Judy Collins and the Smothers Brothers Sept. 14, 2008
By Glen Creason
It was a great relief to visit the Cerritos Center for the Performing Arts on Sunday afternoon for a concert that made peace with being a beleaguered baby boomer in a sea of the same on hand. Having to endure unending TV commercials on balky bodily functions and receiving countless numbers of e-spam promising the buttressing of the crumbling middle-aged edifice it was indeed refreshing to see three of our own standing up on their hind legs and making it all seem like great fun. First, the grand lady singing beautifully with passion and intelligence then the old bros. making the hall shake with laughter, using a shtick they honed fifty years ago. The message was simple: we may look grayer, fatter, balder, and less like the folks on movie screens but we can still cut the mustard.
There could be no greater inspiration than the wonderful Judy Collins who has done a lot of living, survived the worst kinds of tragedies, recorded countless classic albums and performed steadily since the early sixties. And yet she still makes each song fresh and full of meaning. Her set was mostly the real gems of her repertoire including “Clouds,” “Someday Soon,” “Chelsea Morning,” a silken “Suzanne” and her personal song possession “Send in the Clowns” that saw the packed hall stunned into reverential silence for the memorable few sweet measures of time. She also put a sheen on “When I’m 64,” “Blackbird” and “Norwegian Wood” from the deep Lennnon and McCartney treasure chest and sang straight from the heart “Born to the Breed” about her late son. This lady is no beginner and choosing songwriters like Harry Chapin, Leonard Cohen, Joni Mitchell, John Lennon, Paul McCartney, Steven Sondheim et al was done with great care and superb taste. In between the music, her polished and witty exposition was as enjoyable as hearing the master demonstrate just how to sing a song. Still, the true high point of the show was the unveiling of a brand new Jimmy Webb song “Paul Gauguin in the South Seas” that reverberated with memorable lines and deep meaning for those of us traveling in that particular part of paradise.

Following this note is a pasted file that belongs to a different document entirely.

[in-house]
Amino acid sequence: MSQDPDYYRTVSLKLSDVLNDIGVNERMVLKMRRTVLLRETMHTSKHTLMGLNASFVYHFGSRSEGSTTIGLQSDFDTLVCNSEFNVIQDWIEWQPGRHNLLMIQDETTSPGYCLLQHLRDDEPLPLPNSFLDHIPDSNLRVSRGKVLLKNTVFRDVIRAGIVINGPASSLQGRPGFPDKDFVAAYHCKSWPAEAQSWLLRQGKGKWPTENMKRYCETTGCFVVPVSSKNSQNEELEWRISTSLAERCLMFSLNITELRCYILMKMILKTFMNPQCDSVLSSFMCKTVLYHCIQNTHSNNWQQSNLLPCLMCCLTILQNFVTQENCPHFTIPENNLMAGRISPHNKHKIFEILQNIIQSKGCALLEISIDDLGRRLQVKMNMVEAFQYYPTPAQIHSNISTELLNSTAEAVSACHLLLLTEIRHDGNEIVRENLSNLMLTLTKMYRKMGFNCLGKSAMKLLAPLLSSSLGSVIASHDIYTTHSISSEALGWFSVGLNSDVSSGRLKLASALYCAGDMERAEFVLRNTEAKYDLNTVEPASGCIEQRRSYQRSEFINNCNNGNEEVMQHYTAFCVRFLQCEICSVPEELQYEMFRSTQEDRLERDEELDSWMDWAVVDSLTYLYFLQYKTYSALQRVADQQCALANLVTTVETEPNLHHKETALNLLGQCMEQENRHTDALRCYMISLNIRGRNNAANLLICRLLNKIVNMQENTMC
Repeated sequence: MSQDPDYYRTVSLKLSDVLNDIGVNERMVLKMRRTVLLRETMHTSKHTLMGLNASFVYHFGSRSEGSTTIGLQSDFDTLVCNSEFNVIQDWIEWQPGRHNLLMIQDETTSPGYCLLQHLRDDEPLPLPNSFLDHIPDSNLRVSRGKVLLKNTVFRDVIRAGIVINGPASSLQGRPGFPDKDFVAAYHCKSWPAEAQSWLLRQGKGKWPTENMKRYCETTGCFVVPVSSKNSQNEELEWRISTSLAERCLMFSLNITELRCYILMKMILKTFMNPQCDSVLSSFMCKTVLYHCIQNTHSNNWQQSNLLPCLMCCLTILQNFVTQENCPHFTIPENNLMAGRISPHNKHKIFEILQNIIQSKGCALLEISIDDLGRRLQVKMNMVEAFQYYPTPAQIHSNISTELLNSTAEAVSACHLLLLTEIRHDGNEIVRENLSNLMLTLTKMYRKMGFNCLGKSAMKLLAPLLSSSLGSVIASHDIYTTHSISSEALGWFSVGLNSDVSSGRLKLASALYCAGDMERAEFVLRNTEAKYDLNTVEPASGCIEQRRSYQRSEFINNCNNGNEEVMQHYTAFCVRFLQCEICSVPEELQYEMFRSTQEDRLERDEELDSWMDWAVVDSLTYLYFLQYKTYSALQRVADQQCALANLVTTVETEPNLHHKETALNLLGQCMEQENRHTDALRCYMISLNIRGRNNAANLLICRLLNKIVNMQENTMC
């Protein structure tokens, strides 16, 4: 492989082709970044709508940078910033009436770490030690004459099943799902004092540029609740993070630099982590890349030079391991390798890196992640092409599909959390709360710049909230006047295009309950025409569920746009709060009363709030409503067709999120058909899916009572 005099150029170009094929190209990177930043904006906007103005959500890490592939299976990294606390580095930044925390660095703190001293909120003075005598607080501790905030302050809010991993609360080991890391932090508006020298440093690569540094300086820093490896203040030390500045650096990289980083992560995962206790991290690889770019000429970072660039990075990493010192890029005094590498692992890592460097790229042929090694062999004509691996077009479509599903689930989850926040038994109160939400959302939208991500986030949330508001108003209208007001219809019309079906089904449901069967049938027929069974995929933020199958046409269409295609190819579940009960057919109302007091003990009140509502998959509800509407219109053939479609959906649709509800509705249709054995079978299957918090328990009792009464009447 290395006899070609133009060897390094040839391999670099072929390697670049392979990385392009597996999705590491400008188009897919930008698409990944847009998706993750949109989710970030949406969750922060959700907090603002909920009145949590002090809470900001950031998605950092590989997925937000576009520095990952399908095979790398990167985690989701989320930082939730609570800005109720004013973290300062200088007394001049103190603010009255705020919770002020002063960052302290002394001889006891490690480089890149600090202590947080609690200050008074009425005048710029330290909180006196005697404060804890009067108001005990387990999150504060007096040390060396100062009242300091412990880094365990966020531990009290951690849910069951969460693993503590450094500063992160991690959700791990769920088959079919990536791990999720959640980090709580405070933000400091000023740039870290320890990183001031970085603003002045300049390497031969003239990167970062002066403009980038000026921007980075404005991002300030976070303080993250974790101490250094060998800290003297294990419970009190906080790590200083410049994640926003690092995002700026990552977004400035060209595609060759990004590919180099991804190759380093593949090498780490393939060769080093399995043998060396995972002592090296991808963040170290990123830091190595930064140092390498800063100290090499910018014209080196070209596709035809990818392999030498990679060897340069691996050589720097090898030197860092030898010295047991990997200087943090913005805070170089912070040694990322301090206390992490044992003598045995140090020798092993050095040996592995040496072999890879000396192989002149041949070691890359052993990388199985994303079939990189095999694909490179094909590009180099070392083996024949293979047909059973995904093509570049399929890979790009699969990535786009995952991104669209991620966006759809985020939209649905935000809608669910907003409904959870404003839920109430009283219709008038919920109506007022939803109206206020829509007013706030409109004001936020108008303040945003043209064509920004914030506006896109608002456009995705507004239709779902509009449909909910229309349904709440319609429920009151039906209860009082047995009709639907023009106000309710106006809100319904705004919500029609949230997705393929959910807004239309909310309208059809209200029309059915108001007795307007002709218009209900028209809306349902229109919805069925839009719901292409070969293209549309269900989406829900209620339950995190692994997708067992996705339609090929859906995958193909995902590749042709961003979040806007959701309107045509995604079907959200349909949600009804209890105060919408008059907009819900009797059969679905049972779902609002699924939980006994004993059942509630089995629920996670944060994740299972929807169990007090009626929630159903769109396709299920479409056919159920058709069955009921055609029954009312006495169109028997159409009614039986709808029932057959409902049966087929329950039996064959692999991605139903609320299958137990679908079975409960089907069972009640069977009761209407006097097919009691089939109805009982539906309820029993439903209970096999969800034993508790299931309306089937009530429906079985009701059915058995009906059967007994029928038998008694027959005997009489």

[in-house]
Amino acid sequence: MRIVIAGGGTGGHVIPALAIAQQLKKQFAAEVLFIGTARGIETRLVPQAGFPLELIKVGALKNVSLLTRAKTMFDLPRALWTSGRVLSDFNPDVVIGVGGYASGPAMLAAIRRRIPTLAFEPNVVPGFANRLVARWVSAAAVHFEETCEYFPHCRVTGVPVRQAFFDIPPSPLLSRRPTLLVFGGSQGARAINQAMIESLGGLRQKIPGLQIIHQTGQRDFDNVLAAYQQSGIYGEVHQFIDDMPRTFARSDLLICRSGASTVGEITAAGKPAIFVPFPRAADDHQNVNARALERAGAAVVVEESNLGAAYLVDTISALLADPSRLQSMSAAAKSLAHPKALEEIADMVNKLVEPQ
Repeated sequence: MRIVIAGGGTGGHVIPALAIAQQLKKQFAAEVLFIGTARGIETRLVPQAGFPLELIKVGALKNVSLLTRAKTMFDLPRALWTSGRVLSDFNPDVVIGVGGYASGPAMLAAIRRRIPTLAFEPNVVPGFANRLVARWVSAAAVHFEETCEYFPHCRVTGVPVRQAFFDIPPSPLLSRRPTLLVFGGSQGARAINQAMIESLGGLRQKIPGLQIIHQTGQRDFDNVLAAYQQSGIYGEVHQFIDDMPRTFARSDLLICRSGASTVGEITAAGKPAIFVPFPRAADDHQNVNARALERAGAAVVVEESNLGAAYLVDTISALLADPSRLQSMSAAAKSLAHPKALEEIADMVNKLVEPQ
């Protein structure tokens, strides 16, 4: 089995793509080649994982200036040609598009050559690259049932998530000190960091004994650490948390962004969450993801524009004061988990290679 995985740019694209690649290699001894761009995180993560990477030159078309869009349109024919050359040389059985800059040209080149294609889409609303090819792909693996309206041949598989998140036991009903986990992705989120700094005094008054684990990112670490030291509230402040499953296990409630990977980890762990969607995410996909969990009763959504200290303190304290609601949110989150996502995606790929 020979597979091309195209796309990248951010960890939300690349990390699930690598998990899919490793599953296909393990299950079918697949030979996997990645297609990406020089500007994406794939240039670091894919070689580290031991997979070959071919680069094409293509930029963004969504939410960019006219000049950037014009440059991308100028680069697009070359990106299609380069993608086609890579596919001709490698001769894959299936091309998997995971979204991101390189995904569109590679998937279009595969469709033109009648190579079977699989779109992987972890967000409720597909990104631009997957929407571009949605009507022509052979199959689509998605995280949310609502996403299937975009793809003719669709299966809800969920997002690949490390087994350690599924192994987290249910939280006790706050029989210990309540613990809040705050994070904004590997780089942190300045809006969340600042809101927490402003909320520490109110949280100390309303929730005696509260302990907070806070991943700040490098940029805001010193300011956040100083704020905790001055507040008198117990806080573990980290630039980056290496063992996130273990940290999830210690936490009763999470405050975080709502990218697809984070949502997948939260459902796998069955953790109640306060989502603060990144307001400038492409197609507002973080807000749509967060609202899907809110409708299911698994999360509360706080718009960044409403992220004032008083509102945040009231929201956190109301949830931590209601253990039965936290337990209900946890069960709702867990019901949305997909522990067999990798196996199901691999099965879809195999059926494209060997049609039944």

The Smothers Brothers finished the fine show and if there was any doubt as to the amount of life left in your heroes of the sixties the “boys” showed that they can still bring the laughs with gusto. Theirs is supposed to be musical performance and both really are pretty accomplished musicians but these brothers are masters of the old vaudeville humor once mastered by Abbot and Costello or Burns and Allen. Dick is the straight man and Tommy the wise fool who makes his points despite his meanderings in word thickets. Treatises on “truth,” “dogs,” “Spanish,” and “the less-ons and morons” were all clever and fresh by any day’s standards. The double grand-finale was given by Tommy as “the Yo-Yo Man” which never fails to incite glee and the appropriate send-up of “the Impossible Dream” that could be interpreted as political or about golf.